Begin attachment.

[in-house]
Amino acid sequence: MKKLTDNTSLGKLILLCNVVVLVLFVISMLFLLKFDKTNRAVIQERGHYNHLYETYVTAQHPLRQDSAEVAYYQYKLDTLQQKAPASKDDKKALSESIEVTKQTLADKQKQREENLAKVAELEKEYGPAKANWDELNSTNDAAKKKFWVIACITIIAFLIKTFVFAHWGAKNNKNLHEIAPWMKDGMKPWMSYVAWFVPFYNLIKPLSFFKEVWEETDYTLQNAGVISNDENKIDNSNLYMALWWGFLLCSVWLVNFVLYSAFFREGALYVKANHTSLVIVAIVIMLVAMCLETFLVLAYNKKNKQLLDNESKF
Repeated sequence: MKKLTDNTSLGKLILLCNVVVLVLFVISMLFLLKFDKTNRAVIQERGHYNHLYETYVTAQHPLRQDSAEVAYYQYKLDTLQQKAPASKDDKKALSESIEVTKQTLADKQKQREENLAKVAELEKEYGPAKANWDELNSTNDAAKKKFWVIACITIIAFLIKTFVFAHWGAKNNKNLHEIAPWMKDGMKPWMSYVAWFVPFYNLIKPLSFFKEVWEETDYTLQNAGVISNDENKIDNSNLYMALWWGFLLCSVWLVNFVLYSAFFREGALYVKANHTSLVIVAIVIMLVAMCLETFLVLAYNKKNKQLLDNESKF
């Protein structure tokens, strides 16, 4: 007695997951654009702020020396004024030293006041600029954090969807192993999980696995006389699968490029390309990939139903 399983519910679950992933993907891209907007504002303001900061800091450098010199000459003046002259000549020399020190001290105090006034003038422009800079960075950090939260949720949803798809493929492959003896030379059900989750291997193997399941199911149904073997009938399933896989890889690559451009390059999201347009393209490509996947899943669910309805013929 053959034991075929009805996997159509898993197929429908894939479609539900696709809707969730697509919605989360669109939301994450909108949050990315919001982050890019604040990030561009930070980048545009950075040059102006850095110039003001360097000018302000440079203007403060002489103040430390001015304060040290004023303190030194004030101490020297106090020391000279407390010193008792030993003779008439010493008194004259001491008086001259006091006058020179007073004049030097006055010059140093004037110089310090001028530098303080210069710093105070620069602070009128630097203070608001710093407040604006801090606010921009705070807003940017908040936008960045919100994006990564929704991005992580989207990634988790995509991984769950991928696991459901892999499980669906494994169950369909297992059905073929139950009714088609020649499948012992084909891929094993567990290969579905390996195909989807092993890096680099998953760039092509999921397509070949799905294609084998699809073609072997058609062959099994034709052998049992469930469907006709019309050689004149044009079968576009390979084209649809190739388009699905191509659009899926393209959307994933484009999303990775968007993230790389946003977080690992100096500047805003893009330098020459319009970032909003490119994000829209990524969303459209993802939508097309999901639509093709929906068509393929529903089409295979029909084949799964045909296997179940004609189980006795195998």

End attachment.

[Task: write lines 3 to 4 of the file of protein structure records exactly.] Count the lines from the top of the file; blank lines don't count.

Repeated sequence: MKKLTDNTSLGKLILLCNVVVLVLFVISMLFLLKFDKTNRAVIQERGHYNHLYETYVTAQHPLRQDSAEVAYYQYKLDTLQQKAPASKDDKKALSESIEVTKQTLADKQKQREENLAKVAELEKEYGPAKANWDELNSTNDAAKKKFWVIACITIIAFLIKTFVFAHWGAKNNKNLHEIAPWMKDGMKPWMSYVAWFVPFYNLIKPLSFFKEVWEETDYTLQNAGVISNDENKIDNSNLYMALWWGFLLCSVWLVNFVLYSAFFREGALYVKANHTSLVIVAIVIMLVAMCLETFLVLAYNKKNKQLLDNESKF
């Protein structure tokens, strides 16, 4: 007695997951654009702020020396004024030293006041600029954090969807192993999980696995006389699968490029390309990939139903 399983519910679950992933993907891209907007504002303001900061800091450098010199000459003046002259000549020399020190001290105090006034003038422009800079960075950090939260949720949803798809493929492959003896030379059900989750291997193997399941199911149904073997009938399933896989890889690559451009390059999201347009393209490509996947899943669910309805013929 053959034991075929009805996997159509898993197929429908894939479609539900696709809707969730697509919605989360669109939301994450909108949050990315919001982050890019604040990030561009930070980048545009950075040059102006850095110039003001360097000018302000440079203007403060002489103040430390001015304060040290004023303190030194004030101490020297106090020391000279407390010193008792030993003779008439010493008194004259001491008086001259006091006058020179007073004049030097006055010059140093004037110089310090001028530098303080210069710093105070620069602070009128630097203070608001710093407040604006801090606010921009705070807003940017908040936008960045919100994006990564929704991005992580989207990634988790995509991984769950991928696991459901892999499980669906494994169950369909297992059905073929139950009714088609020649499948012992084909891929094993567990290969579905390996195909989807092993890096680099998953760039092509999921397509070949799905294609084998699809073609072997058609062959099994034709052998049992469930469907006709019309050689004149044009079968576009390979084209649809190739388009699905191509659009899926393209959307994933484009999303990775968007993230790389946003977080690992100096500047805003893009330098020459319009970032909003490119994000829209990524969303459209993802939508097309999901639509093709929906068509393929529903089409295979029909084949799964045909296997179940004609189980006795195998």